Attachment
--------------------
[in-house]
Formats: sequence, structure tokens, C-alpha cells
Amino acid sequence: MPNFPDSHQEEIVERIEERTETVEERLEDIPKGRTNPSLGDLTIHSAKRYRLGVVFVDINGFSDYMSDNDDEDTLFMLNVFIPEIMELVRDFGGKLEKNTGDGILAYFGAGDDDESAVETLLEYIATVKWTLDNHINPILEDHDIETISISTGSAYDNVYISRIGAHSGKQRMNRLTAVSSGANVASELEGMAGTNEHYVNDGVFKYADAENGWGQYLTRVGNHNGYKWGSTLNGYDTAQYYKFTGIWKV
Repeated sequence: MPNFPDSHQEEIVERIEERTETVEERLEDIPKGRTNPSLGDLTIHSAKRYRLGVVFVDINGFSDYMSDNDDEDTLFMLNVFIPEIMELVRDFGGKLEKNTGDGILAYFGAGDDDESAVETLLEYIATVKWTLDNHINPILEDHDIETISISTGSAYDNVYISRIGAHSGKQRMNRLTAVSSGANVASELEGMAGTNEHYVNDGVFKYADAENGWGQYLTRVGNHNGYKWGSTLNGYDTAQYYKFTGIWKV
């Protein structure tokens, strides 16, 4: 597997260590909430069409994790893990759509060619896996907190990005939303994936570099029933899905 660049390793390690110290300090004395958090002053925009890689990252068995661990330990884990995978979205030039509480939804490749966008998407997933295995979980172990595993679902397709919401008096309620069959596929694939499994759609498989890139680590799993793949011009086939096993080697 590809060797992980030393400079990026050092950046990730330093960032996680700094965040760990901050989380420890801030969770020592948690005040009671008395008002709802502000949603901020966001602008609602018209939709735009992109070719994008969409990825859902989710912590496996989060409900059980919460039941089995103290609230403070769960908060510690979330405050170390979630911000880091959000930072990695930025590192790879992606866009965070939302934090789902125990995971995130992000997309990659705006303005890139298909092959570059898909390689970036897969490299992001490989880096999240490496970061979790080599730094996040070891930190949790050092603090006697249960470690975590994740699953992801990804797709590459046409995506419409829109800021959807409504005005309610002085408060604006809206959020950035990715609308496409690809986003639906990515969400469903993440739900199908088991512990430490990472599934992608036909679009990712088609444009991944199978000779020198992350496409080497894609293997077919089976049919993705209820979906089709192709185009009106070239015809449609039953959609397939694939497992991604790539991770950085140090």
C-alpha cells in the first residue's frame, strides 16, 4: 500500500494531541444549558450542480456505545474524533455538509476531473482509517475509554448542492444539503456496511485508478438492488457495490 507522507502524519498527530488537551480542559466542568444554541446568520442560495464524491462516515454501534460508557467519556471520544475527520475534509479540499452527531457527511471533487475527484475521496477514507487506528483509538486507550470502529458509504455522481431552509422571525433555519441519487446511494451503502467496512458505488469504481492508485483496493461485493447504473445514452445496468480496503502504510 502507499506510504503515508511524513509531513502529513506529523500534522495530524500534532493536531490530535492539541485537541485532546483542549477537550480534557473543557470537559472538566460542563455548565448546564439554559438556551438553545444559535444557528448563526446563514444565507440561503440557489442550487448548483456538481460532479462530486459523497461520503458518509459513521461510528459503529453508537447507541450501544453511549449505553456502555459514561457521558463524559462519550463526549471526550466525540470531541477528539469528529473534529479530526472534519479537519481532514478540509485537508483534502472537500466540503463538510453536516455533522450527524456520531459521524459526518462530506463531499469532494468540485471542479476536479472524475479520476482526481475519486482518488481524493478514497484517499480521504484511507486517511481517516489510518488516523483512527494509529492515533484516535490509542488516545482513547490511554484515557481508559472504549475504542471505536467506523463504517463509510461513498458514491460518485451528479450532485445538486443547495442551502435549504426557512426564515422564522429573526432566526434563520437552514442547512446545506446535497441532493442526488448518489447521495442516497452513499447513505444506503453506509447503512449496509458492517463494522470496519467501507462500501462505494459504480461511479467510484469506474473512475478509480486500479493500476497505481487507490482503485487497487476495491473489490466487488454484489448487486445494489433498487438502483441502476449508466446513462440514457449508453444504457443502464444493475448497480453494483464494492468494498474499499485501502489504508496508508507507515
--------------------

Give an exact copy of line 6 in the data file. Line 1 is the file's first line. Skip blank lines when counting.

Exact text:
C-alpha cells in the first residue's frame, strides 16, 4: 500500500494531541444549558450542480456505545474524533455538509476531473482509517475509554448542492444539503456496511485508478438492488457495490 507522507502524519498527530488537551480542559466542568444554541446568520442560495464524491462516515454501534460508557467519556471520544475527520475534509479540499452527531457527511471533487475527484475521496477514507487506528483509538486507550470502529458509504455522481431552509422571525433555519441519487446511494451503502467496512458505488469504481492508485483496493461485493447504473445514452445496468480496503502504510 502507499506510504503515508511524513509531513502529513506529523500534522495530524500534532493536531490530535492539541485537541485532546483542549477537550480534557473543557470537559472538566460542563455548565448546564439554559438556551438553545444559535444557528448563526446563514444565507440561503440557489442550487448548483456538481460532479462530486459523497461520503458518509459513521461510528459503529453508537447507541450501544453511549449505553456502555459514561457521558463524559462519550463526549471526550466525540470531541477528539469528529473534529479530526472534519479537519481532514478540509485537508483534502472537500466540503463538510453536516455533522450527524456520531459521524459526518462530506463531499469532494468540485471542479476536479472524475479520476482526481475519486482518488481524493478514497484517499480521504484511507486517511481517516489510518488516523483512527494509529492515533484516535490509542488516545482513547490511554484515557481508559472504549475504542471505536467506523463504517463509510461513498458514491460518485451528479450532485445538486443547495442551502435549504426557512426564515422564522429573526432566526434563520437552514442547512446545506446535497441532493442526488448518489447521495442516497452513499447513505444506503453506509447503512449496509458492517463494522470496519467501507462500501462505494459504480461511479467510484469506474473512475478509480486500479493500476497505481487507490482503485487497487476495491473489490466487488454484489448487486445494489433498487438502483441502476449508466446513462440514457449508453444504457443502464444493475448497480453494483464494492468494498474499499485501502489504508496508508507507515